Well, this is fun. Kim Stanley Robinson sayeth of sf:
The result is the best British literature of our time. Oh, I know there is a Booker prize, I’ve heard of it even in California – supposedly given to the best fiction published in the Commonwealth every year – but there are no Woolves on those juries, and so they judge in ignorance and give their awards to what usually turn out to be historical novels.
Sometimes these are fine historical novels, written by tremendous writers; I particularly like Roddy Doyle, John Banville, Vikram Seth and Amitav Ghosh, and my favorite was Penelope Fitzgerald. But working, like all of us, in the rain shadow of the great modernists, they tend to do the same things the modernists did in smaller ways. A good new novel about the first world war, for instance, is still not going to tell us more than Parade’s End by Ford Madox Ford. More importantly, these novels are not about now in the way science fiction is. Thus it seems to me that three or four of the last 10 Booker prizes should have gone to science fiction novels the juries hadn’t read. Should I name names? Why not: Air by Geoff Ryman should have won in 2005, Life by Gwyneth Jones in 2004, and Signs of Life by M. John Harrison in 1997. Indeed this year the prize should probably go to a science fiction comedy called Yellow Blue Tibia, by Adam Roberts.
I note (a) that Life could not have won, alas, since it has not yet been published in the UK; and (b) that I really should get around to reading Yellow Blue Tibia. More usefully and proactively, the Guardian has put the issue to this year’s Booker judges. Quoth the chair of judges:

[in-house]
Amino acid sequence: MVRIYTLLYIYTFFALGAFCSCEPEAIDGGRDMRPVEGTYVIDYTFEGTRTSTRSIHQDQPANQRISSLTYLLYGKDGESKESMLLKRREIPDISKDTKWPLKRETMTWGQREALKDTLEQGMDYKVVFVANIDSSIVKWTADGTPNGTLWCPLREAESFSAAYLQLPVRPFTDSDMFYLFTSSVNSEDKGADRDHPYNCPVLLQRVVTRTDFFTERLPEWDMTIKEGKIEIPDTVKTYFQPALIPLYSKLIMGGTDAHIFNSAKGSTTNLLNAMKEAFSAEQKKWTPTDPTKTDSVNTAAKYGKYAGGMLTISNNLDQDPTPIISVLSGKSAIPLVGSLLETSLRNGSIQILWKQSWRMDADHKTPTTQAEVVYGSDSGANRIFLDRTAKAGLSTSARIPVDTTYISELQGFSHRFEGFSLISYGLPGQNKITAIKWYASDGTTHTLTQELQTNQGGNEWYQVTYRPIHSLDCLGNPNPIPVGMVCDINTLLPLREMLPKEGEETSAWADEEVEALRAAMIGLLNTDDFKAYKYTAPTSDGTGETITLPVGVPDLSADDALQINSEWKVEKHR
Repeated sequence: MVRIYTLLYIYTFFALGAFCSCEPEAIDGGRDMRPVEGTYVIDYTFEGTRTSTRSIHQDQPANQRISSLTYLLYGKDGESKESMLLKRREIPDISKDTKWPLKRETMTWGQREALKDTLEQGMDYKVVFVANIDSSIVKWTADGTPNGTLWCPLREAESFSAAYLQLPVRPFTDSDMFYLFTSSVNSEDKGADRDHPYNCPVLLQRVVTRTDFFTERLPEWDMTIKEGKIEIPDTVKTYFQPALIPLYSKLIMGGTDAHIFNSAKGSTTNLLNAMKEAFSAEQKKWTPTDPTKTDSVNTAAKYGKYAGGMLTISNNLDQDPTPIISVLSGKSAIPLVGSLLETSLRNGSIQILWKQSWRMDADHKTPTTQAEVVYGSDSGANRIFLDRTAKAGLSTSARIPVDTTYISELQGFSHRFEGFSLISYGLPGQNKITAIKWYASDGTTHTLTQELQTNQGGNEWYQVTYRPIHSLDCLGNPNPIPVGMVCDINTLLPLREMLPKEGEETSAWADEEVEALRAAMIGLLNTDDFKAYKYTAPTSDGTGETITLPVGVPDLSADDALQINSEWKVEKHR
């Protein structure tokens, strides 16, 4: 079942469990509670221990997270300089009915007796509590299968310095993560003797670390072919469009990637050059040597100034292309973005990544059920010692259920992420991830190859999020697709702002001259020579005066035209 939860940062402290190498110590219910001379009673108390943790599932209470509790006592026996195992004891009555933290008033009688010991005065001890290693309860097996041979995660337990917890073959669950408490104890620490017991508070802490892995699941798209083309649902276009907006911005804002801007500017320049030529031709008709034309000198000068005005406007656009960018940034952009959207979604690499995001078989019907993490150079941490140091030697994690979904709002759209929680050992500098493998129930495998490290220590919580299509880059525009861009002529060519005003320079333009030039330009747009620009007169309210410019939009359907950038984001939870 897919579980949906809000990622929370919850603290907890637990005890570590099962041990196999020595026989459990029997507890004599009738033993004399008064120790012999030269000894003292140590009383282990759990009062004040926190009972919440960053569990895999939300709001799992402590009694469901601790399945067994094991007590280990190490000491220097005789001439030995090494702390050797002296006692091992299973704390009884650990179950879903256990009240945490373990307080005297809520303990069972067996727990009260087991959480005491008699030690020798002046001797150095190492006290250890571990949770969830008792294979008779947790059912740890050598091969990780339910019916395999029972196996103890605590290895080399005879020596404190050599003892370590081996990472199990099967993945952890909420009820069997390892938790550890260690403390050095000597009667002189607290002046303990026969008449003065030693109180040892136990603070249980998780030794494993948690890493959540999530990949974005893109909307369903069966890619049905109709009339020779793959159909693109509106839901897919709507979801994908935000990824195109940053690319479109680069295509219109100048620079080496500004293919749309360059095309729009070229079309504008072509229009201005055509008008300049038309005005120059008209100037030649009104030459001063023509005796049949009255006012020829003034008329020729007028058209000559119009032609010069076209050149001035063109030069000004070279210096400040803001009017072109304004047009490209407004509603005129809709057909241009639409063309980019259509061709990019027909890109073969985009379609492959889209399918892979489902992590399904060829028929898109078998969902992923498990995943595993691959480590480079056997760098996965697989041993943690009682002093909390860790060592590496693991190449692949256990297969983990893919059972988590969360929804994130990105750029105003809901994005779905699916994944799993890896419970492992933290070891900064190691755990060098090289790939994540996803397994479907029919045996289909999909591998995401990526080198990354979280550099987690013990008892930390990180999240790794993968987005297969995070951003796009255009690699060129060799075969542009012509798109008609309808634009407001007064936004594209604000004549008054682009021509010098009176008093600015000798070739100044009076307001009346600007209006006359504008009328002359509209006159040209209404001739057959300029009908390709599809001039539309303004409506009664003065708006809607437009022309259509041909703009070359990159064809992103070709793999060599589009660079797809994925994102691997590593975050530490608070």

James Naughtie admitted that Robinson “may well have a point”, but suggested that “perhaps his arrows could be directed even more towards publishers than to judges”.
“There has always been a debate about whether the prize is sufficiently sensitive to all the forms of contemporary writing. He may well have a point,” he said. “We judge books that are submitted. The fact is that the science fiction component this year was very, very thin. If it is the best contemporary fiction in this country then most publishers haven’t yet tumbled to the fact.”
He said that judges had, collectively, been “disappointed at the way ‘the new’ was represented” in this year’s submissions, but said that “the idea that historical fiction is fusty is absurd”. “Our shortlist speaks to us about things around us, from whenever and wherever the books are set,” he said.
And John Mullan:
According to Mullan there was “essentially no” science fiction submitted for this year’s Booker prize, apart from Margaret Atwood’s The Year of the Flood, set in a dystopian future, which failed to make the longlist. “We as judges depend a great deal on what publishers submit,” he said. “There are certain kinds of genre fiction which get submitted – thrillers and detective books – which publishers think have literary quality, but this year I find it hard to think of any science fiction which was submitted.”
Around 40 years ago, it was historical fiction which was overlooked, he said. “Thirty to 40 years ago there was Georgette Heyer and it was generally speaking a fairly derided genre, whose standing was rather lower than science fiction where you had John Wyndham. Yet historical fiction has escaped the bodice ripper, so everyone does it,” he said, rejecting Robinson’s claim that historical novels “tend to do the same things the modernists did in smaller ways” and “are not about now”.
“That’s absolute bullshit,” he said. “Of course historical novels can be like that, but really it is not to do with being a historical novel.”
To be pedantic, Robinson didn’t say historical novels aren’t about now, he said they aren’t about now in the way science fiction is. Though of course whether you apply a value judgement to that difference, and if so what judgement you apply, will differ from person to person.
But I have wondered, before, whether sf writers get submitted for the Booker. If I understand the rules correctly, publishers get two titles per imprint, so it doesn’t seem like (in most cases) they’d be using up slots by submitting sf; just getting extra slots, in effect. Of course, I may not understand the rules correctly. Ultimately, this is just one more reason why it would be nice to see a list of what’s submitted for the Booker prize in any given year.